Maximum cards from both countries «Joint issue Switzerland–Liechtenstein / Customs Treaty»
Because of its local rulers’ connections to the Habsburg monarchy, Liechtenstein was aligned with Austria until 1919. From 1923, as a result of a customs treaty, the country has had close administrative and economic ties with neighbouring Switzerland. The Swiss franc was also introduced as the currency of Liechtenstein at that time. These measures had a very positive economic impact, although Liechtenstein saw no strong upturn until after the Second World War.
For the duration of the treaty, no taxes may be levied and no restrictions or prohibitions on imports and exports may be enacted by either side at the Swiss-Liechtenstein border. Liechtenstein has one of the highest industrial ratios in the world, with around 41 percent of gross value added generated by industry and the goods-producing sector.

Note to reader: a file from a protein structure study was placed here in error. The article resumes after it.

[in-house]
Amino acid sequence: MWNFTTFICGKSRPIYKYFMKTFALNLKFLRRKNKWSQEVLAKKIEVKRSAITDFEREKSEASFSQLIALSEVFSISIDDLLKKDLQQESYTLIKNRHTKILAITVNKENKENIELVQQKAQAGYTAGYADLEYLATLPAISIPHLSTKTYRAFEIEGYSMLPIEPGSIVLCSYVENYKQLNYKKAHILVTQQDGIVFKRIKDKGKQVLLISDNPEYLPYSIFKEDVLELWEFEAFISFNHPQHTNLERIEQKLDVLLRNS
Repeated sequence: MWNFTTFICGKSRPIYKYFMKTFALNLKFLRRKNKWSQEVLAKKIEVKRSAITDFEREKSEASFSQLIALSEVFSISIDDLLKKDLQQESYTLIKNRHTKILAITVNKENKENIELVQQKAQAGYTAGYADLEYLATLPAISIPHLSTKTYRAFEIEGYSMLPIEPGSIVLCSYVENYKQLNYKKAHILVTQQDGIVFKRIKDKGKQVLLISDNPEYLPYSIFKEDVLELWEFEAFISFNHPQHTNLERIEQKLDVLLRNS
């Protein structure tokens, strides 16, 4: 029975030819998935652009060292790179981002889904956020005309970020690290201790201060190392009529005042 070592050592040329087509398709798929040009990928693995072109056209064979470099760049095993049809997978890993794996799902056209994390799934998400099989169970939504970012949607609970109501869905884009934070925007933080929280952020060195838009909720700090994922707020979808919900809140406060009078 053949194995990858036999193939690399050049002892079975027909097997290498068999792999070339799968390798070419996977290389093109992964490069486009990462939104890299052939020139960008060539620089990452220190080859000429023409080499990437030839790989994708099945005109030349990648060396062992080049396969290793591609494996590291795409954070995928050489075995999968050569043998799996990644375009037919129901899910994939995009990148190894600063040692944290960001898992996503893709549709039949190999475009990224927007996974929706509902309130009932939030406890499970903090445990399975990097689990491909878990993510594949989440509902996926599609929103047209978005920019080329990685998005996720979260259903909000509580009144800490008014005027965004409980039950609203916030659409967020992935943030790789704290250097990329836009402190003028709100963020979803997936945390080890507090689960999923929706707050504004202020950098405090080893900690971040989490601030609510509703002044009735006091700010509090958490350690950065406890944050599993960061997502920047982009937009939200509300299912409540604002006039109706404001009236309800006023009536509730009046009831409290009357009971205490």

Like Switzerland, Liechtenstein is a member of the United Nations (UN) and the European Free Trade Association (EFTA) but not of the European Union (EU); unlike Switzerland, Liechtenstein is part of the European Economic Area (EEA).
|Alternative item number||A501851|
|Subject||Joint issue Switzerland–Liechtenstein / Customs Treaty|
|Topics||Society & social issues|
Set of 2 maximum cards, A6 format, featuring the «Friendship» and «Relationship» motifs, with the corresponding CH/LI special stamps and the respective first-day cancellations
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